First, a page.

Unfortunately, pharmaceutical companies have sold much of the medical profession, including pediatricians, psychiatrists and primary care practitioners, on the idea that for every disorder, there is a drug to cure it. This is far from the truth, and in the case of ADHD, non-pharmaceutical methods are of much value in counteracting the symptoms that children often outgrow without medical intervention.
There are numerous lifestyle changes that parents can initiate at home that will make it easier for a child to sit still in class and to concentrate on tasks, including schoolwork.
Additionally, from an early age, if children develop skills that help them cope with a natural childhood tendency towards hyperactivity, crises can be averted before they get to a serious level. Many children with ADHD respond positively to such natural interventions as green therapy and art therapy. Not only do anecdotal accounts document the effectiveness of such therapies, but clinical studies also support the positive role of green therapy and art therapy for children, to mention just two examples.
Additionally, it is generally acknowledged, even by the mainstream community involved with ADHD, that is organizations such as CHADD and ADDA, that positive changes in diet, attention to nutrition, results in some improvement for a large percentage of children.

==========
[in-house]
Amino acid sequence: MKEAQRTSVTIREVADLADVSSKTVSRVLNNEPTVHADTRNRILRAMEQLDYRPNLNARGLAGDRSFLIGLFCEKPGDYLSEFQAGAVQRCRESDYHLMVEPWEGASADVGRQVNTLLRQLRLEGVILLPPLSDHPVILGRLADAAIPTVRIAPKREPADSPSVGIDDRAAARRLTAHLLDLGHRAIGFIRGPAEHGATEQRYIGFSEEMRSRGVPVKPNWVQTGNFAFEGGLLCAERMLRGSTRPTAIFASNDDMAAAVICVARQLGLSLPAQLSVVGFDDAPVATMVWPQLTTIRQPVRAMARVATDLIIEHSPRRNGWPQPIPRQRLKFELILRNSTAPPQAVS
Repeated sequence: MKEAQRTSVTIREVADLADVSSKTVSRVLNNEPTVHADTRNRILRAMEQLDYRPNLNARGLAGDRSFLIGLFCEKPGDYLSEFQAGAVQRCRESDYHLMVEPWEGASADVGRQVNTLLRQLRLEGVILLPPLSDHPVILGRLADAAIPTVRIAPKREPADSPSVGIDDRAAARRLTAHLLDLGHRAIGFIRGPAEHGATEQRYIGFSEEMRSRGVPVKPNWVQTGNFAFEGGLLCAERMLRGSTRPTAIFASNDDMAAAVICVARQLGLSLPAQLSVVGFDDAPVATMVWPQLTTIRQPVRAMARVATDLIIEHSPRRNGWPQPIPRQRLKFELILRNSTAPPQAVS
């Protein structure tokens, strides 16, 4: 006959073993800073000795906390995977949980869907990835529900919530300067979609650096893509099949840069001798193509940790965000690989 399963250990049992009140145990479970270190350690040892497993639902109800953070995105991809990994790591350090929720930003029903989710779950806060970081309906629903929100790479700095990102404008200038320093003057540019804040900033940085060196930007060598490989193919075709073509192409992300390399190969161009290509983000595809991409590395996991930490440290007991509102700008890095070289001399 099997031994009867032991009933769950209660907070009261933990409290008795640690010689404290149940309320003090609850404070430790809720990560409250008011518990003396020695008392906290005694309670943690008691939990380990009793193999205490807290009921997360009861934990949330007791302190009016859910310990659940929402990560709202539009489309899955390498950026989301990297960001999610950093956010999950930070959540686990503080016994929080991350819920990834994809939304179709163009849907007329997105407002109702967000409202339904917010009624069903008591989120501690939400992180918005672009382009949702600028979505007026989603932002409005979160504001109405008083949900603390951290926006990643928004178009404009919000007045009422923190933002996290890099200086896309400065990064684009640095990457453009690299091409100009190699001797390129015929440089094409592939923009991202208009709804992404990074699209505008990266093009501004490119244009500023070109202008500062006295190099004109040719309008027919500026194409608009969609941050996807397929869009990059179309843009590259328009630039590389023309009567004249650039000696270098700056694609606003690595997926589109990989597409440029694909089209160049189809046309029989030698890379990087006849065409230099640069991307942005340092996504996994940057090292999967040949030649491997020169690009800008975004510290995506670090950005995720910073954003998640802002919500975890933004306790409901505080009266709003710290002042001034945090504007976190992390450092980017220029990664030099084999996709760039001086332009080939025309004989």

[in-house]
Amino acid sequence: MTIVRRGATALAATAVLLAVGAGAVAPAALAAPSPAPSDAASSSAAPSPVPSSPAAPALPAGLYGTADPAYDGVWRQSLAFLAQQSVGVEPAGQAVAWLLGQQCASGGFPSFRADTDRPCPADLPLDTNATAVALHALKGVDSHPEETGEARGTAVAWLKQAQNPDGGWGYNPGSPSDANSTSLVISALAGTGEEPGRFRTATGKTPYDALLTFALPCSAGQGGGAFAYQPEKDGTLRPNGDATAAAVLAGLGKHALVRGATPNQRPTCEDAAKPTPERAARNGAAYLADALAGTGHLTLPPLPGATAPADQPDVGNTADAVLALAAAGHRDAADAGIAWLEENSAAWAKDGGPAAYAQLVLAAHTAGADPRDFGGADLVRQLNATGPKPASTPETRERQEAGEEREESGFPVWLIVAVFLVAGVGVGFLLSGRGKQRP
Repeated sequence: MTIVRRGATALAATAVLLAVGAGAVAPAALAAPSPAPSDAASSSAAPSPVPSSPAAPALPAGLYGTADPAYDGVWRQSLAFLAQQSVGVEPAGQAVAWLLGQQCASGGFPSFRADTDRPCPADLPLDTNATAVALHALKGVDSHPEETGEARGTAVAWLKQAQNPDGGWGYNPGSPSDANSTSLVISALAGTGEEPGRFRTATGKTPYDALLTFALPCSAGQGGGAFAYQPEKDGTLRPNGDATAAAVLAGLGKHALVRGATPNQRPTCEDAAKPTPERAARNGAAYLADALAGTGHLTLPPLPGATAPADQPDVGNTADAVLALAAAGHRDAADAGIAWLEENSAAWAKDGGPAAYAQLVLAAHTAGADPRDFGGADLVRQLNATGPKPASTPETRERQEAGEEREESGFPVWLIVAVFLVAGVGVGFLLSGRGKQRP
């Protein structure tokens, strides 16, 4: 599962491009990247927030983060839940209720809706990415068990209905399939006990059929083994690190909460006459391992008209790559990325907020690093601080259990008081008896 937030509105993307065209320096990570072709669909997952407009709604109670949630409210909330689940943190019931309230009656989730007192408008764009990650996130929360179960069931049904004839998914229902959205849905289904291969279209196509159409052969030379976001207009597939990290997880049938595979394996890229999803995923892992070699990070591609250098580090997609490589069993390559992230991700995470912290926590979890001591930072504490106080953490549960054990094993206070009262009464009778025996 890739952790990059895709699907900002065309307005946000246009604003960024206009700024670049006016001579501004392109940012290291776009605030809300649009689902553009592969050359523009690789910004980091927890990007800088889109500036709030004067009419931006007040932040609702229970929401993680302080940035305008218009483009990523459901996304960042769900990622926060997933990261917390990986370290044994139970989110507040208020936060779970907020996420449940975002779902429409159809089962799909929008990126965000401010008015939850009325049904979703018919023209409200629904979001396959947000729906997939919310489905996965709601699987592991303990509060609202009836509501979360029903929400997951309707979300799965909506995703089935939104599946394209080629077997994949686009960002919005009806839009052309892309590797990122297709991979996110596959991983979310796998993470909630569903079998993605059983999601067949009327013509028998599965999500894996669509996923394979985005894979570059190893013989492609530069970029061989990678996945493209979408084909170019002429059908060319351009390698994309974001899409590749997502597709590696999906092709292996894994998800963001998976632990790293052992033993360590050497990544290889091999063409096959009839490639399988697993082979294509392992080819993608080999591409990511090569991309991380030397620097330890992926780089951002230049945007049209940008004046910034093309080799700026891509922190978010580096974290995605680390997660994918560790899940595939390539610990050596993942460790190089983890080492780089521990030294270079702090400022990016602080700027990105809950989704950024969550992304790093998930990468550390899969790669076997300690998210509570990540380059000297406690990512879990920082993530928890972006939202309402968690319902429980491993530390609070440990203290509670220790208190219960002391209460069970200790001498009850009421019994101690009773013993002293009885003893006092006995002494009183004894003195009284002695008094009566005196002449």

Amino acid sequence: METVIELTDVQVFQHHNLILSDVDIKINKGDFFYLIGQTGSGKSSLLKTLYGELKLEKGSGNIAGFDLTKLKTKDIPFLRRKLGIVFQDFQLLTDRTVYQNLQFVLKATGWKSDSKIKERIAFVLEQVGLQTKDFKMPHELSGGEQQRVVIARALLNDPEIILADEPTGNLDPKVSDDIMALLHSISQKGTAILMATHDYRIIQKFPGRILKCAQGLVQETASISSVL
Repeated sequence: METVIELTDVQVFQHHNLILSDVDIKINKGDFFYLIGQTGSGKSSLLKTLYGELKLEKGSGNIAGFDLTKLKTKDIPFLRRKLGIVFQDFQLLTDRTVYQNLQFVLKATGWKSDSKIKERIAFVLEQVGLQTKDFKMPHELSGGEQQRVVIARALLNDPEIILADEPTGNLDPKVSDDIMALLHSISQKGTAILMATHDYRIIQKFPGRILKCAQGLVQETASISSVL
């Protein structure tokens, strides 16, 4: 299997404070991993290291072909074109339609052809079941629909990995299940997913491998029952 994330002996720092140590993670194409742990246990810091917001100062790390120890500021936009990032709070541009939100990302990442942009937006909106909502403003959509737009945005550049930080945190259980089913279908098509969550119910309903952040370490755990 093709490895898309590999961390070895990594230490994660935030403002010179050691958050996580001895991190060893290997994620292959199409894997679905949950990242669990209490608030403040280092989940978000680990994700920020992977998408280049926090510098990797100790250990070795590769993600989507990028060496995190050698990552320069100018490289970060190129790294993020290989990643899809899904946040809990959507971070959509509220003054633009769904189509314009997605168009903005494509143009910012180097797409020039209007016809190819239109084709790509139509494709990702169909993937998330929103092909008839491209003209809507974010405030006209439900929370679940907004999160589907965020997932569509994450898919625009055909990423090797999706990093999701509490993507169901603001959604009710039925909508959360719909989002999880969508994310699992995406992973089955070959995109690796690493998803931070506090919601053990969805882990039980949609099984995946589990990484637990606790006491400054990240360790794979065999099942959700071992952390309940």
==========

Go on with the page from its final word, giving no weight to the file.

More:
While stimulant drugs do help some children, it is of note that there is a parallel rate of improvement with the use of placebos. Sometimes children need more attention, especially one-on-one attention, and nurturing; when that is provided, significant improvement in behavior and attention may be noted for many children.
Every child has his or her own unique set of physical, emotional, social and academic needs and difficulties. There is no cookie cutter formula or cure for every child.
The Attention Deficit Hyperactivity Disorder (ADHD) Checklist for Parents is a simple tool that parents can use to help determine areas for improvement, lifestyle changes, and developing coping, including, educational, strategies for their unique child and circumstances. It is available now for .99 on Amazon Kindle.
Parents who wish to explore the issue more deeply may consider the book published by the Association for Youth, Children and Natural Psychology, Overcoming ADHD Without Medication: A Guidebook for Parents and Teachers, available online and wherever books are sold.
Thank you for tuning in, we wish you success in helping your child work through symptoms of ADHD.
The Attention Deficit Hyperactivity Disorder (ADHD) Checklist for Parents
Also see: http://aycnp.org/